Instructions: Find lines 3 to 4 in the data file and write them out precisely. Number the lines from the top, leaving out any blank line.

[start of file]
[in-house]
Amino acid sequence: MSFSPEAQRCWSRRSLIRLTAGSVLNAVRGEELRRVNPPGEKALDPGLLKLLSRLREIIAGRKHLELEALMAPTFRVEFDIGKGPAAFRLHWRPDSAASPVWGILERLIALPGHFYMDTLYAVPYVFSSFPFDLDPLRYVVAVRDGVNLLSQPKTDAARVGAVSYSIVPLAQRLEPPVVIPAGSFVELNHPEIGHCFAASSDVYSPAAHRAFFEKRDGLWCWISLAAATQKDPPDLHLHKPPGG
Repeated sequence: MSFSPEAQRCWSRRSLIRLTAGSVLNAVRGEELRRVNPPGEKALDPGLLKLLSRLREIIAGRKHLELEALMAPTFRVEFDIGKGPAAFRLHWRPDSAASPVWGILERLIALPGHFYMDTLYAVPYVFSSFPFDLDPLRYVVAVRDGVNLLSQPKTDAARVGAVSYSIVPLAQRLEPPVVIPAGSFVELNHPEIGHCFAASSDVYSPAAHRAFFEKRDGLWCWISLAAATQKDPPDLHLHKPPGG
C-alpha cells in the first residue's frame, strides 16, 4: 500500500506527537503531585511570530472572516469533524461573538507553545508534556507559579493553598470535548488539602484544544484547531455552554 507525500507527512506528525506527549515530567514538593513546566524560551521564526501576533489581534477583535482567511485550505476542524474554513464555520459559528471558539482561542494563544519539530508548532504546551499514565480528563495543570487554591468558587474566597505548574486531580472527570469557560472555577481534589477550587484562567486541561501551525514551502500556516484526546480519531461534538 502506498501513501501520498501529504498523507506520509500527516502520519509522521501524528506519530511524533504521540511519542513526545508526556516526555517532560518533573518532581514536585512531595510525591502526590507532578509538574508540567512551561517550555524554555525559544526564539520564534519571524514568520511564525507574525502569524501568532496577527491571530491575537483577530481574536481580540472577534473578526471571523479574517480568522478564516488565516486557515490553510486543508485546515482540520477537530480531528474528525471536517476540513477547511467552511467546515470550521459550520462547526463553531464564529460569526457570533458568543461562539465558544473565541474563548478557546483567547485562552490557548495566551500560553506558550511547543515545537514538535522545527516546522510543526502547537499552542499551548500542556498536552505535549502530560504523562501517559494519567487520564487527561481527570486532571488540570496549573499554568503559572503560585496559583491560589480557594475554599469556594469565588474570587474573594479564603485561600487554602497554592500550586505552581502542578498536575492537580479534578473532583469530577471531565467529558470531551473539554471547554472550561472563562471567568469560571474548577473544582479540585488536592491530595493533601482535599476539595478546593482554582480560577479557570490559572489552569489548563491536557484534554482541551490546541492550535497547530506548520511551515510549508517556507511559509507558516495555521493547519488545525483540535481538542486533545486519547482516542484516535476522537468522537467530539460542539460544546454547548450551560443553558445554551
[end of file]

Repeated sequence: MSFSPEAQRCWSRRSLIRLTAGSVLNAVRGEELRRVNPPGEKALDPGLLKLLSRLREIIAGRKHLELEALMAPTFRVEFDIGKGPAAFRLHWRPDSAASPVWGILERLIALPGHFYMDTLYAVPYVFSSFPFDLDPLRYVVAVRDGVNLLSQPKTDAARVGAVSYSIVPLAQRLEPPVVIPAGSFVELNHPEIGHCFAASSDVYSPAAHRAFFEKRDGLWCWISLAAATQKDPPDLHLHKPPGG
C-alpha cells in the first residue's frame, strides 16, 4: 500500500506527537503531585511570530472572516469533524461573538507553545508534556507559579493553598470535548488539602484544544484547531455552554 507525500507527512506528525506527549515530567514538593513546566524560551521564526501576533489581534477583535482567511485550505476542524474554513464555520459559528471558539482561542494563544519539530508548532504546551499514565480528563495543570487554591468558587474566597505548574486531580472527570469557560472555577481534589477550587484562567486541561501551525514551502500556516484526546480519531461534538 502506498501513501501520498501529504498523507506520509500527516502520519509522521501524528506519530511524533504521540511519542513526545508526556516526555517532560518533573518532581514536585512531595510525591502526590507532578509538574508540567512551561517550555524554555525559544526564539520564534519571524514568520511564525507574525502569524501568532496577527491571530491575537483577530481574536481580540472577534473578526471571523479574517480568522478564516488565516486557515490553510486543508485546515482540520477537530480531528474528525471536517476540513477547511467552511467546515470550521459550520462547526463553531464564529460569526457570533458568543461562539465558544473565541474563548478557546483567547485562552490557548495566551500560553506558550511547543515545537514538535522545527516546522510543526502547537499552542499551548500542556498536552505535549502530560504523562501517559494519567487520564487527561481527570486532571488540570496549573499554568503559572503560585496559583491560589480557594475554599469556594469565588474570587474573594479564603485561600487554602497554592500550586505552581502542578498536575492537580479534578473532583469530577471531565467529558470531551473539554471547554472550561472563562471567568469560571474548577473544582479540585488536592491530595493533601482535599476539595478546593482554582480560577479557570490559572489552569489548563491536557484534554482541551490546541492550535497547530506548520511551515510549508517556507511559509507558516495555521493547519488545525483540535481538542486533545486519547482516542484516535476522537468522537467530539460542539460544546454547548450551560443553558445554551